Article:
Investor Fred Smith was dismayed to discover that the fact Uber has never turned a profit and is unlikely ever turn a profit is having a negative impact on the stock’s value.
“To be honest, I did wonder how a company that stayed in business by subsidizing every single ride with investors’ money could survive on the long term; maybe they planned to lose a little on every sale, and make it up on volume?” asks Smith, who admits he is not seasoned investor.
Uber’s stock had plummeted 42% since the IPO in May. On November 6 shareholders blocked from selling their shares were allowed to “unlock” and sell them; the stampede to the exit surprised even market watchers who had actually witnessed rats jumping off sinking ships.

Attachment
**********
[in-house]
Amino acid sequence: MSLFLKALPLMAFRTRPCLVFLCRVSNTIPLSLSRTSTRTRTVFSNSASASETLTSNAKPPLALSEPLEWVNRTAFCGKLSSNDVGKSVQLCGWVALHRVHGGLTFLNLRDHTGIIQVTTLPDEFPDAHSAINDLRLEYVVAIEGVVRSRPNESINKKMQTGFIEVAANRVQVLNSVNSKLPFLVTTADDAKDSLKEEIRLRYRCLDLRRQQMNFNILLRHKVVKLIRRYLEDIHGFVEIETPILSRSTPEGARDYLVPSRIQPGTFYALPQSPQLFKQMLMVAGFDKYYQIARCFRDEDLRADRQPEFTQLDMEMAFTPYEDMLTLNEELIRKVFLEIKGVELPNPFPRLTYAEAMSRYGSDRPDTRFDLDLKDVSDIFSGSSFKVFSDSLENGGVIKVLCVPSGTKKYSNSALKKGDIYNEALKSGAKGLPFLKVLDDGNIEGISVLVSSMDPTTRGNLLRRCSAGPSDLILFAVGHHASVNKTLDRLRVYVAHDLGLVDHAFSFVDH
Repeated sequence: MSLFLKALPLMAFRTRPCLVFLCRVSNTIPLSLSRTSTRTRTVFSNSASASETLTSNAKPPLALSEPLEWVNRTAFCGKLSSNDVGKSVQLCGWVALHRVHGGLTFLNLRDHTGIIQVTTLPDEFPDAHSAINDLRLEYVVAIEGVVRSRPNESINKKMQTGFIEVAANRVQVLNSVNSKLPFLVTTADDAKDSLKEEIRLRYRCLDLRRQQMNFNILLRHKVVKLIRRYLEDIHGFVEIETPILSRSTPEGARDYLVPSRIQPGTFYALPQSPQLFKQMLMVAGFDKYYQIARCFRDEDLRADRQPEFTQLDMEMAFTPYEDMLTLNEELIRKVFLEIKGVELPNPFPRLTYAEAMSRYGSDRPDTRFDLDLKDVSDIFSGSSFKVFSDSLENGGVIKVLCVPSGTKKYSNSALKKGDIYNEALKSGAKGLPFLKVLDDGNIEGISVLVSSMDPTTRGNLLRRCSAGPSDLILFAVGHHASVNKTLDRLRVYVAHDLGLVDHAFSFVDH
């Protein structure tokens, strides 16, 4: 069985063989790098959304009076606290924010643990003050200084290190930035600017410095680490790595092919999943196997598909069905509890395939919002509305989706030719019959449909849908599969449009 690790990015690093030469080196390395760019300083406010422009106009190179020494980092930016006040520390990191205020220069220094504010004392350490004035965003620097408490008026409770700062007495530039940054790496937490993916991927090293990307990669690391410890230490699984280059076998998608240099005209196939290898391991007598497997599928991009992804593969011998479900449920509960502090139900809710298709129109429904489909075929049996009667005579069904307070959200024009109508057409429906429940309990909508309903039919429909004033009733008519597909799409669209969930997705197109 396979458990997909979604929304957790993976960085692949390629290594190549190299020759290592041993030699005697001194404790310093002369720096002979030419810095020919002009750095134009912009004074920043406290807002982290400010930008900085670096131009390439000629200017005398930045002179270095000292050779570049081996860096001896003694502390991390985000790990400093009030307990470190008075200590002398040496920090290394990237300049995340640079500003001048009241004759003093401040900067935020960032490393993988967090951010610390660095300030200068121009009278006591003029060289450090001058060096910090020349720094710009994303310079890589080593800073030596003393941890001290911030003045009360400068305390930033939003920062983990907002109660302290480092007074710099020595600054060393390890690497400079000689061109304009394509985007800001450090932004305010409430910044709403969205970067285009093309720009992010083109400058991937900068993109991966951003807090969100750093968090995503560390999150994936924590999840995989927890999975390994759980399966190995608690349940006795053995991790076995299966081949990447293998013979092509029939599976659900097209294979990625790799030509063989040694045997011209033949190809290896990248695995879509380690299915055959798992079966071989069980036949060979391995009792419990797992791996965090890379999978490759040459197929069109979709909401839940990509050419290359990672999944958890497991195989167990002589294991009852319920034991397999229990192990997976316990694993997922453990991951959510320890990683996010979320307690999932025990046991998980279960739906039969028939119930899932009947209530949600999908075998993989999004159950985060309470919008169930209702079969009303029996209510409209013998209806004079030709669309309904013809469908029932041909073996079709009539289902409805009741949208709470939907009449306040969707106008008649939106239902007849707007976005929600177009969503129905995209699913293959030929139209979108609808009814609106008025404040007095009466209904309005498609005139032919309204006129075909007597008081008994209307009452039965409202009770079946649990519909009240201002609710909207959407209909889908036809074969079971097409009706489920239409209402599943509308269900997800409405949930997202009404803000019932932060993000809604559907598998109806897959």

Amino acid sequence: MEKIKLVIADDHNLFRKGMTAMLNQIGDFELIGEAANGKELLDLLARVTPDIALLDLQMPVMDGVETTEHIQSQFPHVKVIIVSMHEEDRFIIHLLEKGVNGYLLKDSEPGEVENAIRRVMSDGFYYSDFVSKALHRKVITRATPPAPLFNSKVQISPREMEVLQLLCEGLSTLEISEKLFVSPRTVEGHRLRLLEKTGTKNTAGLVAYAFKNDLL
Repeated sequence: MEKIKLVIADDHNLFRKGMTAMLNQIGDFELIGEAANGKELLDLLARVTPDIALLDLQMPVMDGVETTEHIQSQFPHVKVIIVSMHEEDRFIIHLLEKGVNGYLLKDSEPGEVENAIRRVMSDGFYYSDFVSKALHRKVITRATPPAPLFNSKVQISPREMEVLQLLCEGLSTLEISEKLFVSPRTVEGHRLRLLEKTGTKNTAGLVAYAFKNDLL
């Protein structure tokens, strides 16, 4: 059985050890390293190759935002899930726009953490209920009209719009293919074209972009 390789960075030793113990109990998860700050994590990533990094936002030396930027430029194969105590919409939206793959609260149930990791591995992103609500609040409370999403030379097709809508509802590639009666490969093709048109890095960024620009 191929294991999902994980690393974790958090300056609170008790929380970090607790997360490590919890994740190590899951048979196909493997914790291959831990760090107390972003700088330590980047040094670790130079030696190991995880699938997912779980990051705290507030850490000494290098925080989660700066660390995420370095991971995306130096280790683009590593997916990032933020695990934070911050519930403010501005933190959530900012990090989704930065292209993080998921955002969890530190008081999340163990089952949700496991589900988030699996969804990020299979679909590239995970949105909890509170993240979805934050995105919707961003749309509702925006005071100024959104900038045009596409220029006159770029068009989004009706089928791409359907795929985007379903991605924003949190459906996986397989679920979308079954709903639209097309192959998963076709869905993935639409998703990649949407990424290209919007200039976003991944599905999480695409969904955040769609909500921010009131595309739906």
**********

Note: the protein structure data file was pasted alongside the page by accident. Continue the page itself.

“Before Uber released its IPO, my investment manager told me that if I wanted to get in on the ‘ground floor’ I needed to purchase the stock without seeing a prospectus,” Smith recalls. “No one told me the ‘ground floor’ had a basement.
“But then, Uber announced that in 2022, self-flying helicopters and would be delivering puppies and free ice cream. So, I’m selling my house to buy more stock!”